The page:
I didn’t go back to therapy. I’m only now getting over that little ordeal. But, as is His way with me, I’ve come to terms with the whole fiasco of metaphorically having three breasts by approaching the problem from God’s point of view. Maybe God wanted me to have three breasts…In fact, maybe in some strange way, God had given me the gift of wisdom, just not in the way I was expecting or to the degree I had once thought. Is it not still a gift from God, even if it is delivered to you in an unexpected way? And He is quite able to put you right back into your place when you try to take credit for the gift He gave you, or have pride in your talent as if you’d achieved it all by yourself. Jesus certainly got my attention on that little crappy characteristic of mine…And He did it because my pride would have infected every bit of what He was trying to do with the talents He had entrusted to this particular servant.

No. I don’t consider myself wise and accomplished, even secretly to myself anymore. When a pride in something I find I can do starts to seep in, I rush to kill it immediately. I can tell a good story because of my broken little brain, and a genetic gift from my dad, but every day I read other writers’ offerings that have more insight, better styles, more creative ideas, etc., and I am able to see the reality of who I really am. Jesus is what makes me special, and it is Him that people are attracted to. I’m just some girl whose brain is broken…..

After long deliberations, I decided that I am going to leave my exhausted brain alone. On the one hand, sometimes it just won’t shut up, and I get worn out from listening to myself cover scenario after scenario incessantly.

But on the other hand, I never have a problem coming up with some little pearl of wisdom I’ve figured out about life for my kids, or a well-thought out solution to a problem my husband presents to me, or even something to write about in my blog. My symptom has now become a full-fledged characteristic, but this little lesson has shown me not to think I’m the one accomplishing God’s work. He’s just using my weaknesses as He tends to do with all of His servants…

My brain and I are at peace with one another once again.

— Bird

Today, I wrote a post here: called Liar, Liar, Pants On Fire. If you’d like to read it, please check it out over there. Thanks again for all of your kind comments!! 

35 responses to “How My Own Brain Humiliated Me”

  1. from reading your postings for awhile now, i always pictured this sweet woman with lots of bouncing energy. your words speak through you and we are allowed to peek through the window and get a glimpse of you. nice story


    • lol. Welcome, My Fellow Broken-Brain! Still, as afflictions go, this one is better than most, right?

      Thanks for the comment! I haven’t met too many people that are having the same kind of problem, and I really wish I did. I’m curious to know how it affects their lives..Maybe you could write a post..hint, hint!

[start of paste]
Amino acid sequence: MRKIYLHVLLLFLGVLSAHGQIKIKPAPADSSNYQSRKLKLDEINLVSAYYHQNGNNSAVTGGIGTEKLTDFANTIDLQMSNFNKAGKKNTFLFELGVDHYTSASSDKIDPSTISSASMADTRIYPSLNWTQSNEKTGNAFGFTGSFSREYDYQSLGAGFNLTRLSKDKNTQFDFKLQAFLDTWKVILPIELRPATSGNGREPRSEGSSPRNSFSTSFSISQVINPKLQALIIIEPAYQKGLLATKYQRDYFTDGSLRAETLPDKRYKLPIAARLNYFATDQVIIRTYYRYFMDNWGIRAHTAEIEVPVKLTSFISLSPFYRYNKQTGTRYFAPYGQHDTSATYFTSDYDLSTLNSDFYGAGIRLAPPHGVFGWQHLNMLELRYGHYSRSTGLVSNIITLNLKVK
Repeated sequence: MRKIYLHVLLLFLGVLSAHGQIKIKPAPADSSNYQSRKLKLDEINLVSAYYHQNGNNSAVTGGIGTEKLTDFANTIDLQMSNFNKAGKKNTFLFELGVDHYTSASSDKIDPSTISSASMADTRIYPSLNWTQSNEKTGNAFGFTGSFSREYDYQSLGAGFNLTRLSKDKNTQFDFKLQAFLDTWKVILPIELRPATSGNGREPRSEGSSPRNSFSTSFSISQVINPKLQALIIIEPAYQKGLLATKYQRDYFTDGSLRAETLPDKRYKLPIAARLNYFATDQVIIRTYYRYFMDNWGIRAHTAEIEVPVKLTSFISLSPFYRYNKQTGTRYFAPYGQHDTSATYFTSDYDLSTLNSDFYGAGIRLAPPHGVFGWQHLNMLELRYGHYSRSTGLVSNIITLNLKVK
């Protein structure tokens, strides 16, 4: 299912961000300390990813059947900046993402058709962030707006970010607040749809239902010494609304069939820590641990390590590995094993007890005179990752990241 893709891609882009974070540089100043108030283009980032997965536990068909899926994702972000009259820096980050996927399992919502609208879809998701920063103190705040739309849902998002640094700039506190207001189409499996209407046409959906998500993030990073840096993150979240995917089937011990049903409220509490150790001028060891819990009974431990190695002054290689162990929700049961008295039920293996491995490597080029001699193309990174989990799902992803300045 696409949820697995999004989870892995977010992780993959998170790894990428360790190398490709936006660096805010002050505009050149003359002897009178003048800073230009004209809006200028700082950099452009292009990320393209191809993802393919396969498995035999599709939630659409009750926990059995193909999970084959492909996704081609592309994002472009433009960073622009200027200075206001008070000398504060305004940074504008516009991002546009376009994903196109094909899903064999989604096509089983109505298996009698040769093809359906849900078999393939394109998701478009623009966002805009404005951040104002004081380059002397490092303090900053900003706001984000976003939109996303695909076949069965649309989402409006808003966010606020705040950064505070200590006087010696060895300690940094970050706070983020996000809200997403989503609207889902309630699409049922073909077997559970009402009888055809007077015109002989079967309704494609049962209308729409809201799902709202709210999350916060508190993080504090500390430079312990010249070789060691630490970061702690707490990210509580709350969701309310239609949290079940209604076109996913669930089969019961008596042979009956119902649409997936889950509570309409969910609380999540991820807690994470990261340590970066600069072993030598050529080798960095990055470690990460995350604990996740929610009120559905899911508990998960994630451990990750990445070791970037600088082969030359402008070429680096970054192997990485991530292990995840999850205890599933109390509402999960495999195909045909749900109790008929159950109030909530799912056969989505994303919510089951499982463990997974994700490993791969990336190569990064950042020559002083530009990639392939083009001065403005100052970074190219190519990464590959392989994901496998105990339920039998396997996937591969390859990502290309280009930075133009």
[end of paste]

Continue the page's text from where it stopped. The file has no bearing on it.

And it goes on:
2. I can sure relate to having my brain humiliate me! Maybe a little different scenario but the feelings are the same, I bet. I am not sure anyone could say a brain is broken…LOL…give me more time to ANALYZE that! 🙂

    Some things are just a matter of perspective. I always say whether people see me as crazy or courageous is all a matter of perspective! 🙂

    Thanks for sharing and thank you for following my blog. I’m now following yours. Best to you today & always.

    Blessings, Love & Peace,


    • LOL!! So, I can expect you back with a decision on the “broken brain” thing in about a week?? I TOTALLY do the same thing!! 🙂 Thanks for your comment. I appreciate it!


      • Glad it made you chuckle, and relate! 🙂 I honestly believe a part of the analyzing is finding out what is true for us despite what others say, we’ve been taught, etc. Best to you! 🙂


        • 😉 .. I agree. It wasn’t therapy sessions that helped me find my way out… But, I know several people that it was paramount to their healing. To each his own. Laughter changes how I feel quickly and efficiently…Best medicine in the world. Thanks for the chuckle! Best to you, as well!


  3. Bird, When I was dealing with the diagnosis of PTSD I’m not sure I ever quite called it a “gift.” But when it came down to looking at blame, the one thing I realized is that God makes the human brain so remarkable we don’t understand it and the brain allowed me to survive. When it came down to it, I wasn’t about to blame Him! He didn’t cause it to break, and I think it saddens Him to see so many broken brains, so I think He gives us a chance to find ways to make it a gift. I have had the opportunity to help others. I can honestly say PTSD has made me who I am–strong and successful, dependable in a crisis. I’m proud of that. I’ve been in therapy three times–for the initial diagnosis, for post-partum depress, and for a recent relapse (actually the hardest to admit)–but if therapy is not for you, I suggest a book I used the first time: Forgiving Our Parents, Forgiving Ourselves.